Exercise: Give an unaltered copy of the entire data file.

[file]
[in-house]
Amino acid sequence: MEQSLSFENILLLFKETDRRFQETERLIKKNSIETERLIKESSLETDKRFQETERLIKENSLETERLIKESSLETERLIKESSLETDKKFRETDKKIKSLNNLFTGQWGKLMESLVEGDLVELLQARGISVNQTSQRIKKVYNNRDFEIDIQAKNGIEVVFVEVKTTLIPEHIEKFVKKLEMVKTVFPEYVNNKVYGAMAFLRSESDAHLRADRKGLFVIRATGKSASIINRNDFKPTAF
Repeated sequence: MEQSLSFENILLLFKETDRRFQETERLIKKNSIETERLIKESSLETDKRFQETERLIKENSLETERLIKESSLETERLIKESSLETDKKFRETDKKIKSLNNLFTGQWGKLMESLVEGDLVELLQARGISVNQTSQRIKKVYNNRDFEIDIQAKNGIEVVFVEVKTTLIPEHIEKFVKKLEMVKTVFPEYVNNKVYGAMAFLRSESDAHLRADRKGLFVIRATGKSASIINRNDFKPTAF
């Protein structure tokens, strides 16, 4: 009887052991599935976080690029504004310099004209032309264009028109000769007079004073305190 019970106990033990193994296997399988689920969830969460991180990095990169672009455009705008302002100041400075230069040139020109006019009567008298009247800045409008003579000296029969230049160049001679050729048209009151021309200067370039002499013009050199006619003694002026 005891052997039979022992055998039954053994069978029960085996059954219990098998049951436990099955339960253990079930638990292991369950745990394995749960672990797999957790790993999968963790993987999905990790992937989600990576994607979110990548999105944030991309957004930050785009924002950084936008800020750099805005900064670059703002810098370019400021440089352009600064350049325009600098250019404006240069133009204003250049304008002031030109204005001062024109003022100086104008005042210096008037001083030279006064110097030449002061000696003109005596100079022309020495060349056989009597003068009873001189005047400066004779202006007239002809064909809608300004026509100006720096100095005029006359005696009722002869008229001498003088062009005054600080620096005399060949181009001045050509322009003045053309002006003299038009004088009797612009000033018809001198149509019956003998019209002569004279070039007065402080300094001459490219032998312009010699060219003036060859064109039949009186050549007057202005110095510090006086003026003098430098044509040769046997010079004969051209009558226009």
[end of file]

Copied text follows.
[in-house]
Amino acid sequence: MEQSLSFENILLLFKETDRRFQETERLIKKNSIETERLIKESSLETDKRFQETERLIKENSLETERLIKESSLETERLIKESSLETDKKFRETDKKIKSLNNLFTGQWGKLMESLVEGDLVELLQARGISVNQTSQRIKKVYNNRDFEIDIQAKNGIEVVFVEVKTTLIPEHIEKFVKKLEMVKTVFPEYVNNKVYGAMAFLRSESDAHLRADRKGLFVIRATGKSASIINRNDFKPTAF
Repeated sequence: MEQSLSFENILLLFKETDRRFQETERLIKKNSIETERLIKESSLETDKRFQETERLIKENSLETERLIKESSLETERLIKESSLETDKKFRETDKKIKSLNNLFTGQWGKLMESLVEGDLVELLQARGISVNQTSQRIKKVYNNRDFEIDIQAKNGIEVVFVEVKTTLIPEHIEKFVKKLEMVKTVFPEYVNNKVYGAMAFLRSESDAHLRADRKGLFVIRATGKSASIINRNDFKPTAF
């Protein structure tokens, strides 16, 4: 009887052991599935976080690029504004310099004209032309264009028109000769007079004073305190 019970106990033990193994296997399988689920969830969460991180990095990169672009455009705008302002100041400075230069040139020109006019009567008298009247800045409008003579000296029969230049160049001679050729048209009151021309200067370039002499013009050199006619003694002026 005891052997039979022992055998039954053994069978029960085996059954219990098998049951436990099955339960253990079930638990292991369950745990394995749960672990797999957790790993999968963790993987999905990790992937989600990576994607979110990548999105944030991309957004930050785009924002950084936008800020750099805005900064670059703002810098370019400021440089352009600064350049325009600098250019404006240069133009204003250049304008002031030109204005001062024109003022100086104008005042210096008037001083030279006064110097030449002061000696003109005596100079022309020495060349056989009597003068009873001189005047400066004779202006007239002809064909809608300004026509100006720096100095005029006359005696009722002869008229001498003088062009005054600080620096005399060949181009001045050509322009003045053309002006003299038009004088009797612009000033018809001198149509019956003998019209002569004279070039007065402080300094001459490219032998312009010699060219003036060859064109039949009186050549007057202005110095510090006086003026003098430098044509040769046997010079004969051209009558226009």